Skip to content

Herdman regrets going to World Cup with Canada after sister's suicide

Candice Ward/USSF / Getty Images Sport / Getty

Find the biggest stories from across the soccer world by visiting our Top Soccer News section and subscribing to push notifications.

John Herdman, the coach who guided Canada to the men's World Cup for the first time in 36 years, wishes he resigned from the position before the tournament commenced so he could mourn the death of his sister.

Herdman's sister committed suicide in May 2022, between Canada securing its qualification for the tournament in March and traveling to Qatar to compete later that year. As the World Cup neared, Herdman found it hard to cope.

"I had just lost my sister to suicide, and it really, really hurt and it was for a period of time. I've never been hurt like that," he told CBC Sports' Anastasia Bucsis on the "Player's Own Voice" podcast. "I'd always been the fixer in my family, and I couldn't fix it. So coming out with World Cup qualification, it was like the highest high, then down to the worst experience that I had in my life.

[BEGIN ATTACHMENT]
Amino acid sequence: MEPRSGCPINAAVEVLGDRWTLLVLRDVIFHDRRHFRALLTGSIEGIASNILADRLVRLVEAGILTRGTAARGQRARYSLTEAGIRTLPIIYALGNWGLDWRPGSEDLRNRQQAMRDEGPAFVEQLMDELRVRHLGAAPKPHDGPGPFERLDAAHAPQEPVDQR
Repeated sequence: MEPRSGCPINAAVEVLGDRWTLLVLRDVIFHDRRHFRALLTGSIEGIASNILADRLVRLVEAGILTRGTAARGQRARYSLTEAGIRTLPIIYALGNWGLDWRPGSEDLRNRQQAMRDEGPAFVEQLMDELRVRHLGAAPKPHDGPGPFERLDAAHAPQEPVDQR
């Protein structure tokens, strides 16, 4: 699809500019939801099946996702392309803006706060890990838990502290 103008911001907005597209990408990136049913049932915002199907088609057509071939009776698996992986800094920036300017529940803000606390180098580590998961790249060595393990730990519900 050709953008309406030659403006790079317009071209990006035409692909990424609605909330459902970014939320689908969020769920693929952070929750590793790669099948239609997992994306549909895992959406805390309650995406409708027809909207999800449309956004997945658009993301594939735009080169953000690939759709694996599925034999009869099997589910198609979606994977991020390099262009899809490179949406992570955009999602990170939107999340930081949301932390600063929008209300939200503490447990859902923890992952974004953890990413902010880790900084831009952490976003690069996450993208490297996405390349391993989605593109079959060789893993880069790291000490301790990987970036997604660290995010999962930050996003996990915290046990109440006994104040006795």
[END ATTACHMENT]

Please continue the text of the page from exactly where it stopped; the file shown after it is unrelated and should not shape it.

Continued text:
"I had a decision to make in June (2022), and I went against my instinct," he said, adding, "I shouldn't have went."

Herdman felt he could've done more to support his sister in the past.

"She'd reached out for help when I was at the Gold Cup (in 2021). And I didn't help in the way I could have," the Englishman said.

In addition to Herdman's personal struggles, Canada's preparation for its first World Cup since 1986 was tumultuous. Canada Soccer canceled a friendly against Iran in June 2022 following protests from families of Canadians who were killed in a Ukranian plane shot down by the Iranian Revolutionary Guard Corps in 2020. The federation arranged a replacement meeting with Panama, but that game was called off just hours before its scheduled kickoff due to a contract dispute between the players and Canada Soccer.

"I knew Canada, from an organizational perspective, we weren't ready. We weren't ready," Herdman recalled. "And the players? You know, when you see what happened in June and the 'me' had already shifted. The 'we' had gone to 'me.'"

Canada lost all three of its matches at the 2022 World Cup, finishing bottom of its group.

"I didn't need it. I felt my job was done, on the qualification. I did not need that World Cup. I don't know if I wanted it, either," Herdman said of his mindset at the tournament.

The 48-year-old announced he was stepping down as Canada boss last August. He didn't take over at this next job, with Major League Soccer's Toronto FC, until October to ease the coaching transition at Canada Soccer.

Daily Newsletter

Get the latest trending sports news daily in your inbox